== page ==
Early Tustin residents were awakened each morning by the sun rising over Old Saddleback, the peak that loomed above the entire Santa Ana Valley. Named by the early settlers for its saddle shape, Old Saddleback is really two peaks almost a mile apart in the Santa Ana Mountain range. Although the north peak is some 200 feet lower than the south peak which measures 5,691 feet, it is closer to the valley, creating the illusion that both are the same height.
Prior to being visited by a government survey team in the late 1800s, and officially named Santiago Peak, both the south peak and the chain of mountains had several names, according to Terry E. Stephenson’s book In the Shadows of Old Saddleback. The north peak remained nameless.
An 1801 map drawn by Don Pablo Grijalva identified the northern portion of the mountain range as Sierra de Santiago and the southern portion as Sierra del Trabuco, leading to speculation that the peak was called Trabuco. A map used by Don Teodosio Yorba in the early 1850s when he applied for ratification of his grant for Rancho Lomas de Santiago labeled the southern range Sierra de Santiago, suggesting the peak was called Santiago at that time.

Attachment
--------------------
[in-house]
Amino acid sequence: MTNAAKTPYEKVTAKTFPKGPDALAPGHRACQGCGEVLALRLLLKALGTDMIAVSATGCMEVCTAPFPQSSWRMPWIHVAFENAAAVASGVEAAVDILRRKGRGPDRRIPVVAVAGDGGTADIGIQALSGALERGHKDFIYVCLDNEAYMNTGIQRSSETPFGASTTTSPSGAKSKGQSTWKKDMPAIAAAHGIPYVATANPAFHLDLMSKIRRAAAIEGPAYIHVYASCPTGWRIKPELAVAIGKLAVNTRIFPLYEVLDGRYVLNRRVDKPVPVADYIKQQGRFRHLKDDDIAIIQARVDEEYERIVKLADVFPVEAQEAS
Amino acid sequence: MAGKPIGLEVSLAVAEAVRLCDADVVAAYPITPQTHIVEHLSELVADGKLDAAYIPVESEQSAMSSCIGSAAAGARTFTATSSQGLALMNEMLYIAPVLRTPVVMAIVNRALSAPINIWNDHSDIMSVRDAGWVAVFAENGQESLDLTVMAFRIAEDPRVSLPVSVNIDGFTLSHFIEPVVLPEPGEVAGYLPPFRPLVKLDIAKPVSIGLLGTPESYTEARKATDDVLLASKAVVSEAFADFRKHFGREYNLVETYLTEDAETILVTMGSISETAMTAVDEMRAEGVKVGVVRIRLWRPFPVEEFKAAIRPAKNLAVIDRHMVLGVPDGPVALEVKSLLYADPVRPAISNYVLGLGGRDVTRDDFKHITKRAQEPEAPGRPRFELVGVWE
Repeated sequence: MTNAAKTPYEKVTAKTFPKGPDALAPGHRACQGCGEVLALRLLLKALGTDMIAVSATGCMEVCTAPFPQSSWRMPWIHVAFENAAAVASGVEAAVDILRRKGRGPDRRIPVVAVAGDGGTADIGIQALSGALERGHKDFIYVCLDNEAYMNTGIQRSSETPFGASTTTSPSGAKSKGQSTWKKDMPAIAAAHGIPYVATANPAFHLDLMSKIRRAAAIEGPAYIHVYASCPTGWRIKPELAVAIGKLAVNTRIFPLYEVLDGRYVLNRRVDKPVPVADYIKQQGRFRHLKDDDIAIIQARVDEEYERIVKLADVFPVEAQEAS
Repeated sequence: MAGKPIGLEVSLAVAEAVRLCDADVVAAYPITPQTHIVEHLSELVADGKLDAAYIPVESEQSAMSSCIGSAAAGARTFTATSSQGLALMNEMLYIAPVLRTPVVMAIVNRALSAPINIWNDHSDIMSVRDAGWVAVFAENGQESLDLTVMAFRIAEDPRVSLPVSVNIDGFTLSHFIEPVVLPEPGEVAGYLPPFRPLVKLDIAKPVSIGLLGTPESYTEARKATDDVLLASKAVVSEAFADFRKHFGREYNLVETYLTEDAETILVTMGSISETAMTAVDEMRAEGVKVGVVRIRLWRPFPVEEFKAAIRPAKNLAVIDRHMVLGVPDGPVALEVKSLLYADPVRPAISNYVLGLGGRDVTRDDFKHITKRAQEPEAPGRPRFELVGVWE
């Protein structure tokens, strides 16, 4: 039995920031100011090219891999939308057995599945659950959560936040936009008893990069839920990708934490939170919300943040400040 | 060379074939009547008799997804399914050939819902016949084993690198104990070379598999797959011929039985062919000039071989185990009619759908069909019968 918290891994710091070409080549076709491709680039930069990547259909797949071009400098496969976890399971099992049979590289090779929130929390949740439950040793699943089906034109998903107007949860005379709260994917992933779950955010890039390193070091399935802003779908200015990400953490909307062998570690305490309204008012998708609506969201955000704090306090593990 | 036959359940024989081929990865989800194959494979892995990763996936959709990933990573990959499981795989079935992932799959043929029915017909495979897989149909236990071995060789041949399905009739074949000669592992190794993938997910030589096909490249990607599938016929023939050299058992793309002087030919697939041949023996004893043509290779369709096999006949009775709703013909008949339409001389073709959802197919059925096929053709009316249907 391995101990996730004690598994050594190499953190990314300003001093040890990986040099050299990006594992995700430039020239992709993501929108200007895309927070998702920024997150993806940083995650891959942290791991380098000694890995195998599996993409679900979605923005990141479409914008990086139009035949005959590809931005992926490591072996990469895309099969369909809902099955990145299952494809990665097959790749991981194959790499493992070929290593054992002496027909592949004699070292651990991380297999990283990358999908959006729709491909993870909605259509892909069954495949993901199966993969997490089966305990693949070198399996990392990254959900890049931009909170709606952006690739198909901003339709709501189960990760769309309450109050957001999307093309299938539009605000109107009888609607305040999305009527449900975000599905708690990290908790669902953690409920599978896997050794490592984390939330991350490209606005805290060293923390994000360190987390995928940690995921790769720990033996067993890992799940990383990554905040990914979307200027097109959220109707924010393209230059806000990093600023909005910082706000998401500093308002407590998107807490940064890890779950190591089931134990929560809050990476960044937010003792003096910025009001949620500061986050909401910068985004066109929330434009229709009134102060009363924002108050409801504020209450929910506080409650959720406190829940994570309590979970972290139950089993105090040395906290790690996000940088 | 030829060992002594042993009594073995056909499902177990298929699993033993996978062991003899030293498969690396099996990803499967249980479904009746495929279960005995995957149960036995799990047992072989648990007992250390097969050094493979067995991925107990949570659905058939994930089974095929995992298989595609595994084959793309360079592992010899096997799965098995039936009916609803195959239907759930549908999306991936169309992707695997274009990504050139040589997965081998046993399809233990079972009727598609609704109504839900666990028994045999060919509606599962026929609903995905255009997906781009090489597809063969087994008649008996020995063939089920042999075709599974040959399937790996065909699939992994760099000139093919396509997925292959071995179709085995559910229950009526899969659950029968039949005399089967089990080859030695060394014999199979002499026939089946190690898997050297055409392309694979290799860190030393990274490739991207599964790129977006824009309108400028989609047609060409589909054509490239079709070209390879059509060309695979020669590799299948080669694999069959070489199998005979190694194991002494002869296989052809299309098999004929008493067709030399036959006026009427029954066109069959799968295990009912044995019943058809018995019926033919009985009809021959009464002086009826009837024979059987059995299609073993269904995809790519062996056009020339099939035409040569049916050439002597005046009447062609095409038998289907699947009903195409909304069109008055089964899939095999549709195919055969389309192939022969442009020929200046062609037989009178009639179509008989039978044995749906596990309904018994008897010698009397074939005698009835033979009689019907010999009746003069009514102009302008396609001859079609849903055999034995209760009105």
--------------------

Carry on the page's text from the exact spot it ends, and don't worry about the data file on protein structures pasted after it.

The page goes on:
Mexican vaqueros (cowboys) on the J. E. Pleasant ranch referred to the mountain range as Sierra de Santa Ana, possibly because of its relationship to the Santa Ana River. An 1861 geological survey named the 35 miles of mountains from the Santa Ana River on the north to San Diego County on the south, the Santa Ana range. The peak with its magnificent view of the entire Santa Ana Valley, distant mountain ranges, the Pacific Ocean and off shore islands, challenged early adventurers. In 1850 Major Horace Bell with a company of California state rangers and Mormon deputies from San Bernardino climbed it in search of a band of horse thieves. In 1861 state geologist Josiah Dwight Whitney and William H. Brewer made the ascent. Both parties referred to the south peak as Santiago. But when H. Clay Kellogg climbed in 1875, the peak was known as Temescal, a name still popular with residents living on the back side of the mountains near Lake Elsinore. Settlers in the San Juan Capistrano area and Trabuco canyon referred to it as Trabuco peak.
After the death of actress Madame Helena Modjeska in 1909, her friend Mrs. James S. Rice of Tustin campaigned to rename Santiago Peak in her honor. This was not possible, but the north peak was officially designated as Modjeska Peak. Although clouds, fog and air pollution frequently hide it from view, Old Saddleback is always there standing guard over Tustin.